The Walking Dead: The Final Season - Full Season Review
Clementine, AJ, and the children at Ericson Boarding School have reached the end of their journey together.
Telltale's The Walking Dead is a milestone in video game history. It popularised the episodic and narrative-focused adventure genre, and the first season was truly inspired, characterised by great writing and gruelling decisions. And so it is both with a sense of sadness and delight the final season has come to a close. Sadness that this is the end of Clementine's journey, and delight as we nearly didn't get to see that end.
In the first season of The Walking Dead, we play as Lee who takes care of an orphaned girl named Clementine. In the second season, we take control of an older (but still young) Clementine. The third season is something of an intermission that doesn't follow Clementine even if she's in it. The fourth focuses on Clem and the orphan she herself has taken on, Alvin Junior (or AJ).
The final season offered some sort of resolution (we're not going to spoil the possible endings), but it wraps up Clementine's story and the inclusion of AJ gives it a sense of coming full circle. It's well rounded, and there is some additional payoffs for players who have followed the series. However, don't expect this to be the sort of ending you'd expect from a major RPG, instead this final season offers a tight narrative that's self-contained along with the resolution of Clementine's journey. Then again, most characters left behind in previous seasons are dead anyway.
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Our chief complaint is the premise of the season; a group gets tangled up with another, with the expected kidnappings and deaths that follow and the ambiguous questions as to whether your acts of violence are any more warranted than theirs. It's well-worn ground for the franchise by now, and it feels a bit predictable for something as grand as the conclusion to Clementine's story. There are some great moments thanks to the setup, however, and the game manages to pull off scenes like Clem torturing a member of the other camp, in front of her orphan friend, without it feeling contrived. The problem is that the game doesn't really do enough to establish the characters before (potentially) ripping them away from you. We had the feeling that we mainly cared for Clementine and AJ throughout the season, and so, losing one or two of the other kids (or more) didn't have the sort of impact it could have had. There are, however, some really key scenes that test your altruism to its limits, especially when it comes to Marlon, even if much like the rest of the characters there's much more to him than simple malice.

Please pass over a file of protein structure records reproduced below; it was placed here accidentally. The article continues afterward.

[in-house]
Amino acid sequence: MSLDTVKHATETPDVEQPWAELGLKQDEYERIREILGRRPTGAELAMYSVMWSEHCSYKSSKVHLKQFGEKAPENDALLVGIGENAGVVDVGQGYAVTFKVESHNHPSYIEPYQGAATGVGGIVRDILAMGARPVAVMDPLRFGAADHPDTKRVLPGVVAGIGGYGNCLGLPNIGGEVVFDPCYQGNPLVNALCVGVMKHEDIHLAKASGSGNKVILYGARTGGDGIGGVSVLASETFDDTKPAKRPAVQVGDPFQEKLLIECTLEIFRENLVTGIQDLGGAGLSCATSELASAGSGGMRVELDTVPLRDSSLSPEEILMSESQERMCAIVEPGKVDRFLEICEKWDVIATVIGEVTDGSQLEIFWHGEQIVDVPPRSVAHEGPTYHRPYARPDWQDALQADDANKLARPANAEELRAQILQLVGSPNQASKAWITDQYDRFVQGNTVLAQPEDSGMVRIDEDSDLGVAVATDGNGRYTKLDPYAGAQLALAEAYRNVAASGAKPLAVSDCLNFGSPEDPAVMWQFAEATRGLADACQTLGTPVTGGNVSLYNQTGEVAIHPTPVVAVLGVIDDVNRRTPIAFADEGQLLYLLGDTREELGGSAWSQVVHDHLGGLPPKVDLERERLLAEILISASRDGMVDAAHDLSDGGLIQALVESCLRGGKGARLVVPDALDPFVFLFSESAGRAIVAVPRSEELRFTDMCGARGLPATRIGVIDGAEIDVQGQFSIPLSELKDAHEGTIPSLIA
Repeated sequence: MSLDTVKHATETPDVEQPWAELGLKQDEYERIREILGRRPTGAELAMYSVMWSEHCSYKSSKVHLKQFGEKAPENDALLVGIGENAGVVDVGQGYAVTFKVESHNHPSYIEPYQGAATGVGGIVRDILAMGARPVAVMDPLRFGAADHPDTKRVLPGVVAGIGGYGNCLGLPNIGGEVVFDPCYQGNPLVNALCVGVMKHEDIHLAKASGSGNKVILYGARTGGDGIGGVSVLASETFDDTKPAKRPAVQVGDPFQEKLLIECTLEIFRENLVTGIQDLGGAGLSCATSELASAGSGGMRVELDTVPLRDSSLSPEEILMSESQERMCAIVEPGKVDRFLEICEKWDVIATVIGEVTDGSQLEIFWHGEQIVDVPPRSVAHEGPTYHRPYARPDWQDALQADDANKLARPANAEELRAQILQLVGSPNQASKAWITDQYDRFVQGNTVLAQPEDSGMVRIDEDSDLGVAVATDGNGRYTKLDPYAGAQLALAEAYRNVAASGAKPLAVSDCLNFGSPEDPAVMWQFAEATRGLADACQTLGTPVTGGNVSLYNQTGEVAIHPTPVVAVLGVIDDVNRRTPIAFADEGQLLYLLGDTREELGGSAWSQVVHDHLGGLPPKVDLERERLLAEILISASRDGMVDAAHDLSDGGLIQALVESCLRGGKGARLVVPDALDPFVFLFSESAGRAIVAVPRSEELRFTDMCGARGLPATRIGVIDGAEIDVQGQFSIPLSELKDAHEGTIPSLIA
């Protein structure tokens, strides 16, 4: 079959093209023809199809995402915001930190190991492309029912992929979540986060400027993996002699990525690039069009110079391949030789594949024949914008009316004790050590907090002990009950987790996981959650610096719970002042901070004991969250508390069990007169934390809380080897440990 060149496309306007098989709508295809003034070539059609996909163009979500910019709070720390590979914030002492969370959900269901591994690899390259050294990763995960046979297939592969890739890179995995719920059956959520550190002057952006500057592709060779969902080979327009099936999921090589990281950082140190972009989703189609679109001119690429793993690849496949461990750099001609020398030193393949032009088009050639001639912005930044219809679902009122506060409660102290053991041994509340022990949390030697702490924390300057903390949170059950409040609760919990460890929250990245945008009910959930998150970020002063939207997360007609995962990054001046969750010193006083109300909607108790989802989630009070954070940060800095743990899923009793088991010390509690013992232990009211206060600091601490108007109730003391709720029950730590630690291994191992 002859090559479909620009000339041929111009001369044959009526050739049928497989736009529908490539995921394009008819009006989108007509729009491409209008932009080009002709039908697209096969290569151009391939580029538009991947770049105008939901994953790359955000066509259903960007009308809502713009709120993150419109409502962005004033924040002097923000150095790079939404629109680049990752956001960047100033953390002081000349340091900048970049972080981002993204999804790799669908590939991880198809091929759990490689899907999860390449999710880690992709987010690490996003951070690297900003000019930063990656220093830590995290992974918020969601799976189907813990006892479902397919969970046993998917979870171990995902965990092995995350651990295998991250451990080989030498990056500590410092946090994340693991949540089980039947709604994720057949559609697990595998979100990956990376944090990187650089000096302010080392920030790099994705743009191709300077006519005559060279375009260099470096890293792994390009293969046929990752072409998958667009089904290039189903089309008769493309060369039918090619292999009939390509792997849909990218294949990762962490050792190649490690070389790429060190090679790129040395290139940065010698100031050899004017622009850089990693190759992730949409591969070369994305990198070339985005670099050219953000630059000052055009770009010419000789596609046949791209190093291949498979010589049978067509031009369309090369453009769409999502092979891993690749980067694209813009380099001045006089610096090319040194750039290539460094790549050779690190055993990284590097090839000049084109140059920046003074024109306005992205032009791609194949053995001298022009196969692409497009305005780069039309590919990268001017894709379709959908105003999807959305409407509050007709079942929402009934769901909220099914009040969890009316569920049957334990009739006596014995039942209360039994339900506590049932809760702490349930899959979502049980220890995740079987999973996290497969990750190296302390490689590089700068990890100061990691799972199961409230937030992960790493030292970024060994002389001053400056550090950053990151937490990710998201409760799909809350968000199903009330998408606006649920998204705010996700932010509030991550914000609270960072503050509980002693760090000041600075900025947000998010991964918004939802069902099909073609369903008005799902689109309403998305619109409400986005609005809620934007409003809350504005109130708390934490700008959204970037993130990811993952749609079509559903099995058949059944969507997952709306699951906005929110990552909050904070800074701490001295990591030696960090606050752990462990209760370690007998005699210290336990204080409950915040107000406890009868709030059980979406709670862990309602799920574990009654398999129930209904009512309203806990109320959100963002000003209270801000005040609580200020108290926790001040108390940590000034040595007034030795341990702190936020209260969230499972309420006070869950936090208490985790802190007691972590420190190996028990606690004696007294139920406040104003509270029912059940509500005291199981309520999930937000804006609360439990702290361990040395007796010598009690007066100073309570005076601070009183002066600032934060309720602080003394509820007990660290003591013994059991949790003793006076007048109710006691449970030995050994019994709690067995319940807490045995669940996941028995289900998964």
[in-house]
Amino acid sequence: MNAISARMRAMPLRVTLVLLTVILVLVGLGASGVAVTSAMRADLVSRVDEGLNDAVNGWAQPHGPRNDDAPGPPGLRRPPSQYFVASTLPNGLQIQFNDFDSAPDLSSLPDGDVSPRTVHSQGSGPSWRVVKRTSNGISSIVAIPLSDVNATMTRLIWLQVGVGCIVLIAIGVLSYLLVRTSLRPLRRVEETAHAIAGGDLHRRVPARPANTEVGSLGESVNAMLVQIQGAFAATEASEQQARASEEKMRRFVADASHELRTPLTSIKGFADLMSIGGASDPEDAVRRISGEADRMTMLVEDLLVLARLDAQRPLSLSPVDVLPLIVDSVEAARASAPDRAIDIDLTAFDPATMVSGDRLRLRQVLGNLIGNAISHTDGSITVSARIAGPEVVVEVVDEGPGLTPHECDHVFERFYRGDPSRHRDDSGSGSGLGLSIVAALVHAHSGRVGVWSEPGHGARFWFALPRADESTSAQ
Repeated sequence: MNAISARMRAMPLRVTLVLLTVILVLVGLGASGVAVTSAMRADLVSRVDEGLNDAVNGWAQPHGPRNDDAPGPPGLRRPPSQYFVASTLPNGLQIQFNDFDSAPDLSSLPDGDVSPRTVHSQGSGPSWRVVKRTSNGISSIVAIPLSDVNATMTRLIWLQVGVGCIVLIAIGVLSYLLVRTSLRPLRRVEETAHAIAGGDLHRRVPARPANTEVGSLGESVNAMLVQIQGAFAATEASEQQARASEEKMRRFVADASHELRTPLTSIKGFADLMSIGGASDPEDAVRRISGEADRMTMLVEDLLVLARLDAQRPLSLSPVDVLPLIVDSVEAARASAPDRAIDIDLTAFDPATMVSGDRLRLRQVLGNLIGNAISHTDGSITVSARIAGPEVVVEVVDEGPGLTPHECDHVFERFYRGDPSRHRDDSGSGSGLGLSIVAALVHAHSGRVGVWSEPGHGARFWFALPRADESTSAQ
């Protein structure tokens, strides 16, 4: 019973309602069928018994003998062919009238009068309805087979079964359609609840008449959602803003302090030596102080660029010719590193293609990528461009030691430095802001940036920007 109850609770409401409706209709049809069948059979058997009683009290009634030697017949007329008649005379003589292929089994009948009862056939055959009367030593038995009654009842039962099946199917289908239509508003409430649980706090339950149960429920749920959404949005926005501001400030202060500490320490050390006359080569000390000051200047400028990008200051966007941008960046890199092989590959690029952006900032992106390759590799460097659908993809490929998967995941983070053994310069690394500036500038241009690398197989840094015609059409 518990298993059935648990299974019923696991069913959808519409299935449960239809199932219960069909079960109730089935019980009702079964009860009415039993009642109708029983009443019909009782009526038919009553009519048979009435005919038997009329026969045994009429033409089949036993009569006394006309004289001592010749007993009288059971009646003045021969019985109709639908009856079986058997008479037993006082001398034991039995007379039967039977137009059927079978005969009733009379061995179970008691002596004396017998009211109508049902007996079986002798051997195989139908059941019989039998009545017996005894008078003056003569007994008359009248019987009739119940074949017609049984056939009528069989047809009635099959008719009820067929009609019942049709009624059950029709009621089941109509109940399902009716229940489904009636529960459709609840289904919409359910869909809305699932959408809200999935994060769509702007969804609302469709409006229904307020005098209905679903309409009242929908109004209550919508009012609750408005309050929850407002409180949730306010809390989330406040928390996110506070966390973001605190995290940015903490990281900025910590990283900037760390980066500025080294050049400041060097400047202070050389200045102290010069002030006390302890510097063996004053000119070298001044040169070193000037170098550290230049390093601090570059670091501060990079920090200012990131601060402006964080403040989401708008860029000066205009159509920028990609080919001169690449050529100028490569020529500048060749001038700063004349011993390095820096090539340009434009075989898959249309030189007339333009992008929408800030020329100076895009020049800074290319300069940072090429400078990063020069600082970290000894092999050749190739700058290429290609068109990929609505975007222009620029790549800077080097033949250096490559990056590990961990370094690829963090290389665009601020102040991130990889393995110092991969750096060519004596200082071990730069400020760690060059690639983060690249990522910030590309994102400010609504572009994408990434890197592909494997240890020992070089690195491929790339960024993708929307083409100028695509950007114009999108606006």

Having played Life is Strange 2 in parallel with this season, it feels like the interactions and nuance in educating and guiding your younger companion are far more diverse and organic in Dontnod's episodic road trip. To some extent the bond between Clementine and AJ boils down to one key event, even if it flavours the journey there and makes things more interesting, but it is not as elegant as in Life is Strange 2 where you're able to really take the time to get to know Daniel and you're more invested in him. To some degree dealing with AJ is more about trying to manage what's clearly a severely damaged young boy, rather than truly setting an example for him.
The very last episode ties the narrative up neatly, and it really feels like this the last season was a sprint rather than a marathon, not just thanks to the four-episode format, but also because the pacing was much higher. Particularly with the last episode which basically was a rollercoaster ride full of quick time events and dramatic moments. It left us feeling a bit disappointed as the setup in prior episodes was much more enjoyable.
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In terms of the presentation, there are certainly some flaws here and there as you'd typically expect from Telltale titles. There are ample loading times and there were other technical issues that while not ruining the experience did annoy to some degree. We do appreciate the use of songs as a means to offer less tense moments during the episodes, and the collectibles and how they were displayed in your room at the school was a neat addition. A benefit of the tighter premise and narrative perhaps.
Was the final season rushed? We can't help but think so... Telltale Games was at death's door during its production, and while we can't judge whether any corners were cut in development, it sure had the feeling of a game that was a bit abbreviated. Possibly by design, perhaps by necessity. Skybound did gamers a great favour in securing the rights and bringing the final season to a close, but by then most of the groundwork had been laid down, and it was more a matter of finishing up rather than expanding on the existing design.
The ending will satisfy most players, but it's not the sort of spectacular end Clementine deserves in our opinion. As it stands the first season of the series remains unrivalled, but maybe we should play through the entire saga in a few years to take in the full narrative and catch more nuances and references. In fact, we quite look forward to doing just that.
7 / 10
Somewhat satisfying ending, Lots of drama, Some very strong scenes, A bit more real-time action sequences, Collectibles, Musical intermissions to break up the pace.
Relies heavily on quick time events, Technical issues (PS4), Felt a bit rushed and abbreviated.